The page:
On Thursday Scott Morrison was signalling his virtue while the Labor Party was letting its freak flag fly.
Morrison was at the Tweed Heads memorial service for Doug Anthony, once the deputy prime minister and National Party leader. He rolled into the Twin Towns Service Club carrying his own Bible.
Talk about virtue signalling. Our Prime Minister parades his faith in a way not seen since Kevin Rudd would stop outside his neighbourhood church in Bulimba to offer comment on anything and everything, framed by the modest local chapel’s colonial doorway.
A long way south of the Tweed, Labor’s Anthony Albanese was on his own roll, a shadow ministerial reshuffle, couched in fighting words – “taking the battle up to Morrison” – but in reality a likely last ditch attempt to stave off an assault on his leadership.
It didn’t please the primary audience, the Caucus members who have been mostly and steadily losing belief that Albanese has got the policy or political smarts to take the Labor Party to an election pencilled in Morrison’s personal diary for September or October.
It may have hastened the day but, as with everything within and about Labor right now, it’s complicated.
The memory stirred by Albanese’s key gambit of shifting the left’s Mark Butler out of climate change and giving this tricky portfolio to Chris Bowen is of another leader under pressure trying to assuage Sussex Street, the New South Wales Labor Right’s palace of plotting.
In 1982 Bill Hayden had Bob Hawke and his surrogates coming at him from every direction. He rolled his shadow reshuffle dice with a central move of Victorian Ralph Willis out of the treasury portfolio and giving it to the young and ambitious Paul Keating.
It didn’t work. Keating thought he’d been sold a pup and sulked. The NSW Right saw it as a sign of weakness and doubled on efforts to overthrow Hayden. John Button, a close friend and ally of Hayden’s, saw the foreboding tea leaves and tapped his mate on the shoulder.
By February 1983, Hayden was gone and Hawke was in, sailing to a big win over incumbent Malcolm Fraser.
It doesn’t look like there’s a Button in the current ALP ranks (the only possible figures capable of delivering a home truth are Butler or another South Australian left-winger, Penny Wong) and there’s certainly no Bob Hawke, kicking up dust in the mounting yard.
Also, it needs to be stated emphatically that Albanese is no Bill Hayden.
However, Albanese is in every bit as much trouble as Hayden was almost 40 years ago.
There is a clear majority of ALP members who have lost faith in Albanese’s ability to do the job he’s struggled with for just over a year and a half.
MPs, including many who have been wishing Albanese to succeed, don’t think there’s enough strategic precision or tactical agility in the leader’s office.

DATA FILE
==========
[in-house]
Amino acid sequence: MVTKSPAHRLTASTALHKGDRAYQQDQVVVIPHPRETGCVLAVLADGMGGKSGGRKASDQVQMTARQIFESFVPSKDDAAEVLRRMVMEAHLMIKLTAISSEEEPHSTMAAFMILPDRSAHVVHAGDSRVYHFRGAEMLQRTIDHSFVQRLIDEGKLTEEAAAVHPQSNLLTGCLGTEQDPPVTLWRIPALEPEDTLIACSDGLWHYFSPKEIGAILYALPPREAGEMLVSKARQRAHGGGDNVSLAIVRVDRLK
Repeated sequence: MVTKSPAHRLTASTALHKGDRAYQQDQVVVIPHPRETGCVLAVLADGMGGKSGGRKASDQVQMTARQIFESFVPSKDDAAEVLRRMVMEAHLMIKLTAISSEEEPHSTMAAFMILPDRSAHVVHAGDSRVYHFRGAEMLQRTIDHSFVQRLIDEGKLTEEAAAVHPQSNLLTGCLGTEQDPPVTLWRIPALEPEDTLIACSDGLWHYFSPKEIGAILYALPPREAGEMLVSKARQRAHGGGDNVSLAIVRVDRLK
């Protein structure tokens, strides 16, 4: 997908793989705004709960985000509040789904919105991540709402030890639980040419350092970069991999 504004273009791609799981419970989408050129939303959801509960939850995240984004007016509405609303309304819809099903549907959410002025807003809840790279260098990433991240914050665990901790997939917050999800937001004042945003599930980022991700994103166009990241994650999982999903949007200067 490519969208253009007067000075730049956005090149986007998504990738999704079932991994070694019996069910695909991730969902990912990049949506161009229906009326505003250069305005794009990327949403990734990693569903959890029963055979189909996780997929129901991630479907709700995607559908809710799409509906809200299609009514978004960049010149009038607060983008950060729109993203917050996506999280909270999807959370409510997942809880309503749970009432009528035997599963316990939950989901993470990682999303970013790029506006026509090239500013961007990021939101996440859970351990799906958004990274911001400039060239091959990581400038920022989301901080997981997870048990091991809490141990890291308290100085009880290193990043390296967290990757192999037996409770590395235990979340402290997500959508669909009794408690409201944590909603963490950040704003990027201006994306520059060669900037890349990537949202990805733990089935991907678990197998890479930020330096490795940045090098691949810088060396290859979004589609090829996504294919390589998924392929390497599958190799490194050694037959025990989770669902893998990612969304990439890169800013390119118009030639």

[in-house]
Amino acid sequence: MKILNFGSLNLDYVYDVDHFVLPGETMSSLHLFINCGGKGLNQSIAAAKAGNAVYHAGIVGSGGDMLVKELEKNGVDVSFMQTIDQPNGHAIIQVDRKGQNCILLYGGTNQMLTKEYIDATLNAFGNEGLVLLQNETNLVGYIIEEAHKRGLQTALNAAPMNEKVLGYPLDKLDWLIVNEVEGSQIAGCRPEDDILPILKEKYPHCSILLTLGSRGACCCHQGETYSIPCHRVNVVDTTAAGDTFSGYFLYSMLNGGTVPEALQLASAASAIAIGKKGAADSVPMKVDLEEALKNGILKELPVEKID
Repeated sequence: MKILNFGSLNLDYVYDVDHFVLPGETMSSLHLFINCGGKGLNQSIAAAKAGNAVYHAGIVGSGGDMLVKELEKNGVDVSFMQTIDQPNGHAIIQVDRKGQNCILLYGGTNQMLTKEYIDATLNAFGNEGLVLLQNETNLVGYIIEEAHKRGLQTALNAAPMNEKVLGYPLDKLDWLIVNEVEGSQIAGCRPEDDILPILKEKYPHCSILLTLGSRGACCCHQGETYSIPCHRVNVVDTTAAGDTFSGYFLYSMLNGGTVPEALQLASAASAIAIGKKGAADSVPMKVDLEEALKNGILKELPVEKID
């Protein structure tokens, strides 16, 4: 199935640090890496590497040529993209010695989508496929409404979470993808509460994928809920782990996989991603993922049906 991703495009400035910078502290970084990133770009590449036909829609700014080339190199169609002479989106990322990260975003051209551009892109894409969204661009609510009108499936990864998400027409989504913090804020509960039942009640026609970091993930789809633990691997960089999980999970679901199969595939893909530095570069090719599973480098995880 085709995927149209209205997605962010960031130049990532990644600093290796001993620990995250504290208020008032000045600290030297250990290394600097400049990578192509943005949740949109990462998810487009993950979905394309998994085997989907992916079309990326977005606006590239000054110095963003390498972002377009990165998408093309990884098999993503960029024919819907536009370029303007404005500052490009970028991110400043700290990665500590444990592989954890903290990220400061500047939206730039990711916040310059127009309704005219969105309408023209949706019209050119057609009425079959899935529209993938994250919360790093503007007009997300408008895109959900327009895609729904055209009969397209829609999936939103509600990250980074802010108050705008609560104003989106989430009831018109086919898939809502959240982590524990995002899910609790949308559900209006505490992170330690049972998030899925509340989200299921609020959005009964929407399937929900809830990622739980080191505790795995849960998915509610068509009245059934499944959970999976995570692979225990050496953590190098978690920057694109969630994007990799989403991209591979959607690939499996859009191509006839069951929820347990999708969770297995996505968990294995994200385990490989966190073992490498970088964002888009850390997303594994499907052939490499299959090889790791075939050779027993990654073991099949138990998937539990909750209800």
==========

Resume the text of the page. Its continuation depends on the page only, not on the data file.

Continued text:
While elements of a coherent analysis and response to the government’s performance and sketchy agenda can be found, there’s no stories that link these pieces into a whole that could capture the imagination and persuade people to look again at Labor.
The problems with which Albanese is saddled are almost all of his own making.
They are usually minor in isolation but grow like the tiny pebble in a shoe, becoming an annoying stone demanding removal.
His thought bubble “let’s have a referendum” about the date for Australia Day caught MPs by surprise and left them without an explanation when asked about it at functions on and around the day.
Then there was the clown car trip to the reshuffle – a throwaway mention of it happening at the weekend, some ill-disciplined leaking of the Butler shift and a hurried news conference – giving permission for complaint to the critics and the confused in Caucus (this being a working majority most days).
So, if not Albanese, who might there be?
A leadership eruption could happen at any time, either through a misstep by the leader (very likely), a very bad poll (possibly unlikely because of the inflated Labor vote in Queensland and Western Australia where Premiers Palaszczuk and McGowan ride high) or some unexpected asymmetrical event.
Meanwhile, there are willing candidates, led by NSW left-winger Tanya Plibersek, who has been running hard since early December.
Plibersek is liked by voters, adored by the party’s rank and file and has six years of senior ministerial experience on her CV.
She’s clearly qualified but her right-wing frenemies in NSW (with help from a few factional allies elsewhere) would likely throw improvised explosive devices across her path to stop an advance.
Chris Bowen is also running hard, although his chances might be hindered if he can’t do in seven months what Mark Butler couldn’t do in seven years – frame and sell a climate change and energy message that satisfies Labor’s dual constituencies of those who work with their hands and metropolitan environmentally aware folk.
The others – Richard Marles, Bill Shorten and Tony Burke – are possible chances but they’d have to get around or over the frontrunners. Joel Fitzgibbon could run into the room, startle everyone and emerge as leader – it’s that unpredictable.
Labor knows that movie, by the way. In 2003 there was no consensus as to who could replace leader Simon Crean despite universal agreement he had to go. Out of this mix of despair and chaos came Mark Latham. Most Labor MPs have that one on the shelf with The Shining and The Night of the Living Dead.
The only thing we do know is Jim Chalmers has scratched himself from any contest – certainly for leader and possibly for deputy (although that’s fluid). He’s doing it for the sanest of reasons – why take a ride at the front of a burning dumpster?